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Sweet dreams are made of this ... rolling on the Mississippi River with the in-laws of Annie Lennox

Wide and awesome it certainly is. Picturesque and chocolate box it certainly isn't. So if you like your river cruising to be full of picture postcard scenery and hillside castles found on the waterways of Europe, then the mighty Mississippi probably isn't going to be your thing, writes SeaView editor David Simpson.

On the other hand, if, like me, you are into American history, especially the Civil War and what resulted from it, then exploring the sugar plantations with their beautiful antebellum (before the war) homes and the lands where brother fought brother in the most tragic of conflicts, as you cruise from New Orleans to Memphis and beyond, must not be missed.

Queen of the Mississippi
The Queen of the Mississippi is a modern day reincarnation of the transport that plied the river more than 200 years ago This and all pictures ©SeaView Network

The largest river in the United States flows 2,300 miles through the states Minnesota, Wisconsin, Iowa, Illinois, Missouri, Kentucky, Tennessee, Arkansas, Mississippi and Louisiana into the Gulf of Mexico, and cruising even a tiny stretch is a humbling experience, given added authenticity by viewing it from the comfort of American Cruise Lines’ paddlewheeler, Queen of the Mississippi.

The vessel, in service since 2015, is a reincarnation of the transport that plied the river more than 200 years ago, but with modern day comforts including some of the largest river staterooms afloat and cuisine to match anything that I have experienced in more than 35 years of cruising.

Her stern-mounted paddlewheel is not quite traditional, however, being powered by diesel rather than steam, with thrusters providing additional speed. But does that matter?

Our cruise departed New Orleans with 150 guests on board, having spent two nights at the only-average InterContinental Hotel that provided us with a beautiful view of a multi-storey car park from our fifth-floor bedroom window instead of the promised city view from a balcony.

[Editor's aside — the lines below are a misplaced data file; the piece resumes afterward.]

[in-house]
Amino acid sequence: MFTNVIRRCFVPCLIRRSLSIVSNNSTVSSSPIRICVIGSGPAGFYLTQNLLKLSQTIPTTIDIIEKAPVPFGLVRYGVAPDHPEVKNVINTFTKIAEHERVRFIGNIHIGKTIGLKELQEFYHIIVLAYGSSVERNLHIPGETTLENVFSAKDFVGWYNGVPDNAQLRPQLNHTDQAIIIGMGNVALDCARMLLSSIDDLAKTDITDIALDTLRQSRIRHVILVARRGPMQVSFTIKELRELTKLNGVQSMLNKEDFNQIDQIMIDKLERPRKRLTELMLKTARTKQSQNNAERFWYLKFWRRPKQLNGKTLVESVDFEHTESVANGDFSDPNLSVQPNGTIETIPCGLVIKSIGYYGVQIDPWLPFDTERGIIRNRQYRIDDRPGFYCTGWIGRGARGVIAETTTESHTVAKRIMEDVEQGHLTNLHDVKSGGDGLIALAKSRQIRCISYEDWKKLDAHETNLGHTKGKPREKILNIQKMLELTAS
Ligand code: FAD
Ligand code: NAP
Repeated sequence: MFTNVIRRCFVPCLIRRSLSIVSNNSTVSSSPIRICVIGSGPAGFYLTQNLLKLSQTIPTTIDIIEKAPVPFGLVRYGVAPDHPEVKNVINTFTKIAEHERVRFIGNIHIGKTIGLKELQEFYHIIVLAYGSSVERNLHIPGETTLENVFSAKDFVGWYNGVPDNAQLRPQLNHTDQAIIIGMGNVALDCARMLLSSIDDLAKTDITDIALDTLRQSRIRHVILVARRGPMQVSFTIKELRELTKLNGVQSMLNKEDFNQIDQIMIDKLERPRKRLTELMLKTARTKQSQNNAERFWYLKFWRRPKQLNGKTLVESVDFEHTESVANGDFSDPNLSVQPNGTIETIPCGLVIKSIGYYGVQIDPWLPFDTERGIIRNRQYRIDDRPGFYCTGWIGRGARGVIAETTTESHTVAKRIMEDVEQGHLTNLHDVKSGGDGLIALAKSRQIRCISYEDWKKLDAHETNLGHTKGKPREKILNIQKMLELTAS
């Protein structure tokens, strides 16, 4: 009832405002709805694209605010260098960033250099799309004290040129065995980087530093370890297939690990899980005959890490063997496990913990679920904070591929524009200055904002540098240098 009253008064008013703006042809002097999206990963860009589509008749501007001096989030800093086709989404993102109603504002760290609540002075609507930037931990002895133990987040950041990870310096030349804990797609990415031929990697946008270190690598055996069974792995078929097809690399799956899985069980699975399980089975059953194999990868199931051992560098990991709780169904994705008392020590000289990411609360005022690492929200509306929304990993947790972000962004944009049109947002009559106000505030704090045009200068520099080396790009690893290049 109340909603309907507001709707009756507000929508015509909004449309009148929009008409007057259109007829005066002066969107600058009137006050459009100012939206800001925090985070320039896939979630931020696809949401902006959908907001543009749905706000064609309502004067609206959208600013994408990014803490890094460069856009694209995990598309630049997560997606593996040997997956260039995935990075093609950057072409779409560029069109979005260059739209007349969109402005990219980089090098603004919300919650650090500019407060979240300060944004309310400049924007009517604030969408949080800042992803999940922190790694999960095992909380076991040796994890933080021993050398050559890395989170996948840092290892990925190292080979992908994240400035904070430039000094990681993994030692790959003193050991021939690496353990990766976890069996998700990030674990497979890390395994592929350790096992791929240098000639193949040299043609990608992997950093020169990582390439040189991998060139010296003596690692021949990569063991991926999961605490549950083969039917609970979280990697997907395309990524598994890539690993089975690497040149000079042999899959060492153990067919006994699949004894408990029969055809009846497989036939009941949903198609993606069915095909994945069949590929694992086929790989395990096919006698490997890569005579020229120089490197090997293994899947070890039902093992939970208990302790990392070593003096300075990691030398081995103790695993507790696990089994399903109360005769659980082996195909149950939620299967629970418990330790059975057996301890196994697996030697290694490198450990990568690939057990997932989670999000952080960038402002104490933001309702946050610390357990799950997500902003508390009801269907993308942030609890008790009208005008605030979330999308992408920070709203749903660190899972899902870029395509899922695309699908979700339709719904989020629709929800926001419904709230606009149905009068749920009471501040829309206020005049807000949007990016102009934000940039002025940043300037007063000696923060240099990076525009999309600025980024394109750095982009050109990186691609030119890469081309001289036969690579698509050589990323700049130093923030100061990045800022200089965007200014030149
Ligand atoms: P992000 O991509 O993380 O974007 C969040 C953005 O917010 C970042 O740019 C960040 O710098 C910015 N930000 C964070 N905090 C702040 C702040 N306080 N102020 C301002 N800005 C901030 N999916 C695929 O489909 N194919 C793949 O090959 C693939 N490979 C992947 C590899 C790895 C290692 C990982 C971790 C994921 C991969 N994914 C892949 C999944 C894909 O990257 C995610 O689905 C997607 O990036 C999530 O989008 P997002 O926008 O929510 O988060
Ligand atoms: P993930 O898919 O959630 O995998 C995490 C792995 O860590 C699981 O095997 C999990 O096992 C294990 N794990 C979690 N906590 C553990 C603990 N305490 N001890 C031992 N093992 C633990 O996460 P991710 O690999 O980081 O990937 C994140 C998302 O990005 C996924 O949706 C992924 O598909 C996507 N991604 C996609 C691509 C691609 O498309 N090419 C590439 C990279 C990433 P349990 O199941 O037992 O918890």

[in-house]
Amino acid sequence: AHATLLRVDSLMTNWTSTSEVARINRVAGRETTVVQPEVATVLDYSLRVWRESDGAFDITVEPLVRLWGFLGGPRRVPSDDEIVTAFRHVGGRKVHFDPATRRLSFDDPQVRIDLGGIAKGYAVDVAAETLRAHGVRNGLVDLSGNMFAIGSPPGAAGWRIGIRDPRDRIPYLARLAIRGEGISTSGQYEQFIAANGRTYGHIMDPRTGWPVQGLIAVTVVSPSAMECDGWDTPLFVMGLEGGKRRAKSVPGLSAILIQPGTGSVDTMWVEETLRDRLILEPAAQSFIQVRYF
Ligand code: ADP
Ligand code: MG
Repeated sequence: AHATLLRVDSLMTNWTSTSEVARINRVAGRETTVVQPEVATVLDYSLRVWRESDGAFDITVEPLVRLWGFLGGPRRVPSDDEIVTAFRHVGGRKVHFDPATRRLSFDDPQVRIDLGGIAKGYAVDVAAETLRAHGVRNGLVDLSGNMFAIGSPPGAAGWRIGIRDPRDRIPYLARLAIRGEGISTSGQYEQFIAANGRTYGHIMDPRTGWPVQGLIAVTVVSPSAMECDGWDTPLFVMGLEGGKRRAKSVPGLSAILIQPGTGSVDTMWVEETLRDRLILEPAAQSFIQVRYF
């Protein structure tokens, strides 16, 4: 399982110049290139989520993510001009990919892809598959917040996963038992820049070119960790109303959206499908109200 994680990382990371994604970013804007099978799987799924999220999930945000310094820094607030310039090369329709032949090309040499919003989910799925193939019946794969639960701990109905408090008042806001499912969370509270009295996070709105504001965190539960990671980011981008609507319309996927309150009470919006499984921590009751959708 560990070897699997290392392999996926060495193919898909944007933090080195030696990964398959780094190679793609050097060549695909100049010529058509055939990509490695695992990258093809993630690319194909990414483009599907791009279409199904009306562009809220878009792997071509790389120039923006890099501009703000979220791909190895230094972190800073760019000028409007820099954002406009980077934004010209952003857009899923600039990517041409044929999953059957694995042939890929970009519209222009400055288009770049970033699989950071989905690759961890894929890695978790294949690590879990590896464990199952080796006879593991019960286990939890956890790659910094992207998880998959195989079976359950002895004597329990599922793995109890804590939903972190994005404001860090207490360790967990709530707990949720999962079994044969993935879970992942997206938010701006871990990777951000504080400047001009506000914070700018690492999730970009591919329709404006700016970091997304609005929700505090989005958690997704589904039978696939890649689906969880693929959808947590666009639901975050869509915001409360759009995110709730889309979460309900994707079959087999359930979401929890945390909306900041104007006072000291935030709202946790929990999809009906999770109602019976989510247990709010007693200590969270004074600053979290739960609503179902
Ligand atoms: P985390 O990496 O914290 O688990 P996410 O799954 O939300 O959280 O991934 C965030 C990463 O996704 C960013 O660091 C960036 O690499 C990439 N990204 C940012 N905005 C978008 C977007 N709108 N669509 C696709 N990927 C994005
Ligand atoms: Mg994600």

It was difficult to warm to the city given the repeated warnings not the leave the hotel at night, although we did venture next door to the Tsunami Japanese restaurant which, despite its somewhat tasteless name, served delicious cuisine. By day we visited the marvellous National World War II Museum, which is a must-see, as is the neighbouring Confederate Memorial Hall Museum, and meandered around the wonderfully atmospheric French Quarter, also taking in a mule-drawn carriage ride.

New Orleans French Quarter
A mule-drawn carriage ride enhanced the French Quarter experience of New Orleans

But while the city regrettably didn’t live up to our expectations, the cruise did as the Queen transported us into a Gone With the Wind world where we could imagine the wealth of the plantations owners, the misery of the slaves, which was not ignored but not over-played, and how the Civil War changed everything.

After a leisurely night gliding upriver, our first morning was spent at Oak Alley Plantation, just 50 miles out of New Orleans so usually busy with day trippers from the city. Its 300-year-old canopy of live oaks leading to the Greek Revival antebellum home is beautiful to behold, explaining why it is one of the most photographed landmarks in the States.

Oak Alley Plantation
Oak Alley’s 300-year-old canopy of live oaks is one of the most photographed landmarks in the United States, while Houmas House, below, is regarded as the Crown Jewel of the River Road
Houmas House Mississippi

The house itself is surprisingly small by today’s mansion standards, and displayed little in the way of original artefacts, whereas Houmas House, which we visited in the afternoon, had 16 rooms packed to the rafters with period antiques and Louisiana artwork. No wonder it is regarded as the Crown Jewel of the River Road, providing a glimpse of the life enjoyed by wealthy sugar barons in the 1800s.

The 38 acres of lush grounds, including a Japanese garden and age-old oak trees festooned with Spanish moss, are delightful, and nestled away in a secret corner is the art studio of Craig Black, appropriately named Art Noir, brimming with his own spectacular work which he somehow finds time to create while tending the Houmas landscape.